A physical quantity is a physical property of a phenomenon, body, or substance, that can be quantified by measurement.A physical quantity can be expressed as the combination of a magnitude expressed by a number – usually a real number – and a unit. All these given above can be expressed as explained so these are physical quantity.

The Measurement of a given quantity is essentially an act or result of comparison between a quantity whose magnitude (amount) is unknown, with a similar quantity whose magnitude (amount) is known, the latter quantity being called a Standard.

A base quantity is chosen and arbitrarily defined, rather than being derived from a combination of other physical quantities. The 7 base quantities are:

PHYSICAL QUANTITY | BASE SI UNIT |
---|---|

Mass (m) | Kilogram (Kg) |

Length (ll) | Metre (m) |

Time (t) | Second (s) |

Current (II) | Ampere (A) |

Temperature (T) | Kelvin (K) |

Amount of sub. (n) | Molar (mol) |

Luminous Intensity (L) | Candela (cd |

Unit is the reference used as the standard measurement of a physical quantity. The unit in which the fundamental quantities are measured are called fundamental unit and the units used to measure derived quantities are called derived units.

The SI base units and their physical quantities are the metre for measurement of length, the kilogram for mass, the second for time, the ampere for electric current, the kelvin for temperature, the candela for luminous intensity, and the mole for amount of substance.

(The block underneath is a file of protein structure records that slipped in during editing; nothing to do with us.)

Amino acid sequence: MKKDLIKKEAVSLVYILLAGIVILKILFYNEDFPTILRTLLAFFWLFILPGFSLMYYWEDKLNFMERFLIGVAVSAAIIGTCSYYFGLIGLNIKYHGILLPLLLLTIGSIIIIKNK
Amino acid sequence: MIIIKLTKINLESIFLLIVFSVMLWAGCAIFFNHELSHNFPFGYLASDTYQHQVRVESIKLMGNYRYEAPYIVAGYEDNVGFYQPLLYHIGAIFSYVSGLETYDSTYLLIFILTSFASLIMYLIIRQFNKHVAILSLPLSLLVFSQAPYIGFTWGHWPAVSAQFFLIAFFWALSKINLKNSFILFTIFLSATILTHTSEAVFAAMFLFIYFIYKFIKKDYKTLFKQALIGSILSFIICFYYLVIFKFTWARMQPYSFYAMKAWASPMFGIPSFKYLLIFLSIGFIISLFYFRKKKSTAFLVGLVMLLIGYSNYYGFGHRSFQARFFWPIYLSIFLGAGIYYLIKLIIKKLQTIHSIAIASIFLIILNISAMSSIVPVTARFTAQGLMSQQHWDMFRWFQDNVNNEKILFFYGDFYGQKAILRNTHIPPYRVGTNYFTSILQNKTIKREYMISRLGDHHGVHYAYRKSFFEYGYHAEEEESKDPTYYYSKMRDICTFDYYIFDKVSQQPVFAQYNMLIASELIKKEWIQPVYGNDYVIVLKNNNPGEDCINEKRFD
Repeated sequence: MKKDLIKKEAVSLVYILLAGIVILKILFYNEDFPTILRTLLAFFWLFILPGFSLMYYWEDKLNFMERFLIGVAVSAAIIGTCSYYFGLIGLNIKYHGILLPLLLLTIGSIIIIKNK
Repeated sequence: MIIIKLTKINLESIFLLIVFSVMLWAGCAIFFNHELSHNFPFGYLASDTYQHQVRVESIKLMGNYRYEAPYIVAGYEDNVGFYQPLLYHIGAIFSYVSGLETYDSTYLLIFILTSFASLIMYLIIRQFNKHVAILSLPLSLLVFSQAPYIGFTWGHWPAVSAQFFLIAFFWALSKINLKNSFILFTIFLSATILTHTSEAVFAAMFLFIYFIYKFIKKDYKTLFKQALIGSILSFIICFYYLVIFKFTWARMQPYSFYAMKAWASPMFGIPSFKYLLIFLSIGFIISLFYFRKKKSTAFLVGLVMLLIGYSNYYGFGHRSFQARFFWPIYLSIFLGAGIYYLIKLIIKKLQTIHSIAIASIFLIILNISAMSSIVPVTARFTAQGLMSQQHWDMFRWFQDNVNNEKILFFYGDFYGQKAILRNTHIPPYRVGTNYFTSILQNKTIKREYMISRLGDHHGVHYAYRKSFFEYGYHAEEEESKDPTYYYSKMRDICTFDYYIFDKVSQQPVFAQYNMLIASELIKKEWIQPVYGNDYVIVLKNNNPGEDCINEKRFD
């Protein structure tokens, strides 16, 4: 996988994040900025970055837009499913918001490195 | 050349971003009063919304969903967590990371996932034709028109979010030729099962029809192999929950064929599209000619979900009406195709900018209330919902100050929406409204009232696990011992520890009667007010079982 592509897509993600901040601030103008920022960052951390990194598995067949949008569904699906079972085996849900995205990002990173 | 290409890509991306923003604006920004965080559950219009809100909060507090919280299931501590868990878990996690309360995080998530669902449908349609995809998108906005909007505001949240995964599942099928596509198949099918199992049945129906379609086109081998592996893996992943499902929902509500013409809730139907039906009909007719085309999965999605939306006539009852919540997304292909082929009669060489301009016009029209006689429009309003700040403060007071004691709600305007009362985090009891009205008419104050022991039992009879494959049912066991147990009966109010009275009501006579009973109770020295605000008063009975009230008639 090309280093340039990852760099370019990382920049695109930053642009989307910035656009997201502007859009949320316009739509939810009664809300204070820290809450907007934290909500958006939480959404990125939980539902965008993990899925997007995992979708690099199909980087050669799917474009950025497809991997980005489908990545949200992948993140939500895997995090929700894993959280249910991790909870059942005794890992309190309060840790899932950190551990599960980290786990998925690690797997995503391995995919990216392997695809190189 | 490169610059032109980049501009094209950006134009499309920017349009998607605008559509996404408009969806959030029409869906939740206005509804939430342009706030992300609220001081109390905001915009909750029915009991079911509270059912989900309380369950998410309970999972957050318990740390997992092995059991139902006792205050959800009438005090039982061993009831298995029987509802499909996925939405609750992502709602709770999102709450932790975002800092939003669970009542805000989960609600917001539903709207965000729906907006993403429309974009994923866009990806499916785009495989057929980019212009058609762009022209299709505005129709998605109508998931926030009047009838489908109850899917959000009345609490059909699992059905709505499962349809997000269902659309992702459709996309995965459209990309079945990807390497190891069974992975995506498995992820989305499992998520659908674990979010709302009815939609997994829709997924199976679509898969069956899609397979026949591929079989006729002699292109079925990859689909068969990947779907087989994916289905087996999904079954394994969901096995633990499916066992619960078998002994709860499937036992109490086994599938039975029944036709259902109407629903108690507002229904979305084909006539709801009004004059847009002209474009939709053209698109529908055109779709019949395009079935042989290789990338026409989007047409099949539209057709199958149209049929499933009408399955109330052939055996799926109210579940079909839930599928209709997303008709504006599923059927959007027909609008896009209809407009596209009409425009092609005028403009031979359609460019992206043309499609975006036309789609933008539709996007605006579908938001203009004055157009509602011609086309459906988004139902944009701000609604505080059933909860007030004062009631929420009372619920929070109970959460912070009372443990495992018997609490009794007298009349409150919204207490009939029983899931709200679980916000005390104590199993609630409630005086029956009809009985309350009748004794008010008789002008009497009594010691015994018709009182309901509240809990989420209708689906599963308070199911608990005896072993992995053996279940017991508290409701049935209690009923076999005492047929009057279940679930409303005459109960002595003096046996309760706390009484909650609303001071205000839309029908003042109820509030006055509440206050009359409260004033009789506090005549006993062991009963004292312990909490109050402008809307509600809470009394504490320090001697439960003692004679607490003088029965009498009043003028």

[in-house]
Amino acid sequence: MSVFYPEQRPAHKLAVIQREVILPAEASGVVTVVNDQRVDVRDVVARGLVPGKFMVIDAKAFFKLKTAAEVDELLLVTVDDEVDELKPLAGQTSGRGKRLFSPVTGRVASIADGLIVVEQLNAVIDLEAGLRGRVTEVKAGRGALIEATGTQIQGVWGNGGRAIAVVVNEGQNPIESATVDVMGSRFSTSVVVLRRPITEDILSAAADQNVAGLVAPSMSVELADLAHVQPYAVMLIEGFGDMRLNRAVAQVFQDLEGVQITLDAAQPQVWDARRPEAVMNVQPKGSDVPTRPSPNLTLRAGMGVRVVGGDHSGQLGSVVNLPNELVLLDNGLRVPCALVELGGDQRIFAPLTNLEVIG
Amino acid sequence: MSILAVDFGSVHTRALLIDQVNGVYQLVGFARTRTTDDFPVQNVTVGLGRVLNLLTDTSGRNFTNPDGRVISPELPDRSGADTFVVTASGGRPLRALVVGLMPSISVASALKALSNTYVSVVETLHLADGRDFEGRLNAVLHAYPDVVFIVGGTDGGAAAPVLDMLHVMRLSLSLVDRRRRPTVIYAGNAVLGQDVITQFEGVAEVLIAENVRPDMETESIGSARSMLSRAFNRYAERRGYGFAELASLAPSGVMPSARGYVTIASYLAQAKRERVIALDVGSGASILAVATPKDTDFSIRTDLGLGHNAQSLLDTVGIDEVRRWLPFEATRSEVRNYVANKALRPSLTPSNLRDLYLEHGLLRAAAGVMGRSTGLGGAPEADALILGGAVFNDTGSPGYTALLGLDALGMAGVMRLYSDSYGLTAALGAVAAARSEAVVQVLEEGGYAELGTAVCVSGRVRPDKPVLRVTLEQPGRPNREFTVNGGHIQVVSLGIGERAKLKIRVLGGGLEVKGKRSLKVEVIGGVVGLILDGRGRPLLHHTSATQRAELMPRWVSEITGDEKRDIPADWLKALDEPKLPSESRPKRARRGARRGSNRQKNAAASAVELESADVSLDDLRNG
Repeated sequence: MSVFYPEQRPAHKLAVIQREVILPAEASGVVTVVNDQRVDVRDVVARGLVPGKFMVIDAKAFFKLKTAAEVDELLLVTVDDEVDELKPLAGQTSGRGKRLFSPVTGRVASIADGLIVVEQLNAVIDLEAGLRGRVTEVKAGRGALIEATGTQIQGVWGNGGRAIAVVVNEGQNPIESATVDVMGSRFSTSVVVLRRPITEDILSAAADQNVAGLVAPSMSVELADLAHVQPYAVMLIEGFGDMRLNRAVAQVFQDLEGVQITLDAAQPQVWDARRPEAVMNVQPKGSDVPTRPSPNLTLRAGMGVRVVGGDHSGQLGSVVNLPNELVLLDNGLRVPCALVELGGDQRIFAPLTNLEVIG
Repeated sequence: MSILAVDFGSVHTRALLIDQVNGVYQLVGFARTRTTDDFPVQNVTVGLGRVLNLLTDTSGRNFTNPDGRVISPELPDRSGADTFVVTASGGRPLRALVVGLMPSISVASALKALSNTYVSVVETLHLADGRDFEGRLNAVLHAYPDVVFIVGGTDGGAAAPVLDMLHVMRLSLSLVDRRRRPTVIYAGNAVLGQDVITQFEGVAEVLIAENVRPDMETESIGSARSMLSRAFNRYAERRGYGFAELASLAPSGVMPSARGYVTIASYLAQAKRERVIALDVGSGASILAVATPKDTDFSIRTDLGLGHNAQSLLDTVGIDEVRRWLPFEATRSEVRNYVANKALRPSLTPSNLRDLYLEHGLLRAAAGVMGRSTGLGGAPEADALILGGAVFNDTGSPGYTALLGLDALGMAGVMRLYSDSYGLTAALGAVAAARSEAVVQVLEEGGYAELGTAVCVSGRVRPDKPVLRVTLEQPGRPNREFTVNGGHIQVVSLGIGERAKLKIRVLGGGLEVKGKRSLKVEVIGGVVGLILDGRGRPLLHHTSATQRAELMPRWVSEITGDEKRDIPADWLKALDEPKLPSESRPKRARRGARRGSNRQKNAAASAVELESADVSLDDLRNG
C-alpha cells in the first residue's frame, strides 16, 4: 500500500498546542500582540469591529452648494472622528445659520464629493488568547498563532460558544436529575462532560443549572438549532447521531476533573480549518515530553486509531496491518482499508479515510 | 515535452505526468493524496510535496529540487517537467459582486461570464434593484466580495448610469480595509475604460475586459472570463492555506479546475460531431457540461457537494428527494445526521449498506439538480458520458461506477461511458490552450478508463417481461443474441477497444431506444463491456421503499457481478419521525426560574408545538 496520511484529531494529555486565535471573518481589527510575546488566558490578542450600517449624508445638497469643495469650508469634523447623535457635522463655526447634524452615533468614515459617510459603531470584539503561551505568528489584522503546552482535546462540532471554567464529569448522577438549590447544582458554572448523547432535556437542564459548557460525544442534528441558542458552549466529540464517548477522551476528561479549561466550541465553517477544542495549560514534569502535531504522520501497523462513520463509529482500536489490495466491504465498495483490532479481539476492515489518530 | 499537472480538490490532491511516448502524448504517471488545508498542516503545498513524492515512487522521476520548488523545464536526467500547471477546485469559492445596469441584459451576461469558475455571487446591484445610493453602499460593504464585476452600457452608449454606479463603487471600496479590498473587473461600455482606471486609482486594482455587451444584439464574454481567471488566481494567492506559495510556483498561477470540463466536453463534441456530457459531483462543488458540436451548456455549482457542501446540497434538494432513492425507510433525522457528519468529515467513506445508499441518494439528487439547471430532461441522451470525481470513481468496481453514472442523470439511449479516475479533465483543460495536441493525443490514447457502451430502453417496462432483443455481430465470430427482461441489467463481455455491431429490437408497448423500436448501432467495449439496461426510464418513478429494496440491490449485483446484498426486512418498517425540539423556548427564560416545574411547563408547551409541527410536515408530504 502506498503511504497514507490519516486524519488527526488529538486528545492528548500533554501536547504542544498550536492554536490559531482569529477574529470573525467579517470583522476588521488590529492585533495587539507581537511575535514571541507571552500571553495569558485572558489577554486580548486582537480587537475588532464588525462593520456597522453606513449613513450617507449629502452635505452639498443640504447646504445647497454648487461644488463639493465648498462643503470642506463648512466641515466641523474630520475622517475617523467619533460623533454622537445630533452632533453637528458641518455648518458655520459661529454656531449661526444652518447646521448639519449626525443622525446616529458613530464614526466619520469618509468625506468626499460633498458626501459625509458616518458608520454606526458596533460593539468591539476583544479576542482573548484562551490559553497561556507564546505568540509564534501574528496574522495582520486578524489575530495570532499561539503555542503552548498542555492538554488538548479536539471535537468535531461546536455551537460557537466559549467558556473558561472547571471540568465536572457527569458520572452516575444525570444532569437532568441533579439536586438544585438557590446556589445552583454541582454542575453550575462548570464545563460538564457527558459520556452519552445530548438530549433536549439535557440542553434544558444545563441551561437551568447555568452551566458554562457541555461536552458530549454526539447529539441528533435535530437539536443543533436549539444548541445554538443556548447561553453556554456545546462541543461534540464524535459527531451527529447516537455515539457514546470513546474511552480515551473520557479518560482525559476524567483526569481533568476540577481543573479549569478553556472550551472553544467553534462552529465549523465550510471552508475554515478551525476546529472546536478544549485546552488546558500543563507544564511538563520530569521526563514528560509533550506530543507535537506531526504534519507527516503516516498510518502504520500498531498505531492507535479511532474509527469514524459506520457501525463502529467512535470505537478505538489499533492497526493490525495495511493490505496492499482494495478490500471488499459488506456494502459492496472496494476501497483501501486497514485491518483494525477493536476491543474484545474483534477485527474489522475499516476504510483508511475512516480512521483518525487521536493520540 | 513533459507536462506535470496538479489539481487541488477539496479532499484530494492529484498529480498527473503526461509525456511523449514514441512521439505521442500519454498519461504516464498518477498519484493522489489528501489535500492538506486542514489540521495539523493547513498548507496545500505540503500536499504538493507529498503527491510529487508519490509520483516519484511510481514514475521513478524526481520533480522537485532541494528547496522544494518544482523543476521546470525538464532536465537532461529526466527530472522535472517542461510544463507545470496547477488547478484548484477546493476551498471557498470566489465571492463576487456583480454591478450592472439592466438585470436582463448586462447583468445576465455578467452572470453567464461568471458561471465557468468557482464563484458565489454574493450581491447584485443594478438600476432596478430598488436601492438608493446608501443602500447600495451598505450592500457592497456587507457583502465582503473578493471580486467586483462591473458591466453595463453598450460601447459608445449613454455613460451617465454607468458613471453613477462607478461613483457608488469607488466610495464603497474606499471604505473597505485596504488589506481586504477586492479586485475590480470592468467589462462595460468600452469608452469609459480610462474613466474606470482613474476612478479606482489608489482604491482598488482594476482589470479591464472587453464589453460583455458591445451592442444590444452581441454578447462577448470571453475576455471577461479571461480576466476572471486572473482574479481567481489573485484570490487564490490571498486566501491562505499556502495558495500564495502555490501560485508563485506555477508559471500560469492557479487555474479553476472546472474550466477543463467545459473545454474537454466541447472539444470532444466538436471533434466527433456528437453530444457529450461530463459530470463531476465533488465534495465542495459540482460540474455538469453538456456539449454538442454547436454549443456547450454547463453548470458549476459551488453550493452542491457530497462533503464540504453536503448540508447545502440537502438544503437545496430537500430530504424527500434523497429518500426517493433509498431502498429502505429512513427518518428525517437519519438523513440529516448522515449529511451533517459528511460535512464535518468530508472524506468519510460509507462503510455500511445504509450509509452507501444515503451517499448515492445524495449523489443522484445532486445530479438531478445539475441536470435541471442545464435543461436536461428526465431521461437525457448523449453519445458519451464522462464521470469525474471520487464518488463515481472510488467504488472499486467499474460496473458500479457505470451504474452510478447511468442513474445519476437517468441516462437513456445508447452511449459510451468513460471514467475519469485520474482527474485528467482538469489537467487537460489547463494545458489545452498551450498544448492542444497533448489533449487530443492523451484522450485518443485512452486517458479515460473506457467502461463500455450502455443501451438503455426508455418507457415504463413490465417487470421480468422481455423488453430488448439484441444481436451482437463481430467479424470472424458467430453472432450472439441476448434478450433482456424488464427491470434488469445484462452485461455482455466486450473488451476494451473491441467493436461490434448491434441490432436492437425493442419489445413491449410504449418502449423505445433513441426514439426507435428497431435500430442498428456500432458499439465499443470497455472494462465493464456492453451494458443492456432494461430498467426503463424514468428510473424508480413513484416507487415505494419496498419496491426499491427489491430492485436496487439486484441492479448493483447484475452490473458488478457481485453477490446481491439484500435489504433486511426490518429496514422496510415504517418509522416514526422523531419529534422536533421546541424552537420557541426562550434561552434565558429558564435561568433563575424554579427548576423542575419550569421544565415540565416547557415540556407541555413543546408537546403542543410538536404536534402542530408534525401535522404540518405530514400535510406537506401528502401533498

Derived units are units which may be expressed in terms of base units by means of mathematical symbols of multiplication and division.

For example, the SI derived unit of area is the square metre (m2), and the SI derived unit of density is the kilogram per cubic metre (kg/m3 or kg m-3).

The names of SI units are written in lowercase.

The joule (symbol J), is a derived unit of energy in the International System of Units. It is equal to the energy transferred to (or work done on) an object when a force of one newton acts on that object in the direction of its motion through a distance of one metre (1 newton metre or N⋅m).

The newton is the SI unit for force; it is equal to the amount of net force required to accelerate a mass of one kilogram at a rate of one meter per second squared

The smallest value that can be measured by the measuring instrument is called its least count. Measured values are good only up to this value. The least count error is the error associated with the resolution of the instrument.

Resolution is the smallest amount of input signal change that the instrument can detect reliably. This term is determined by the instrument noise (either circuit or quantization noise).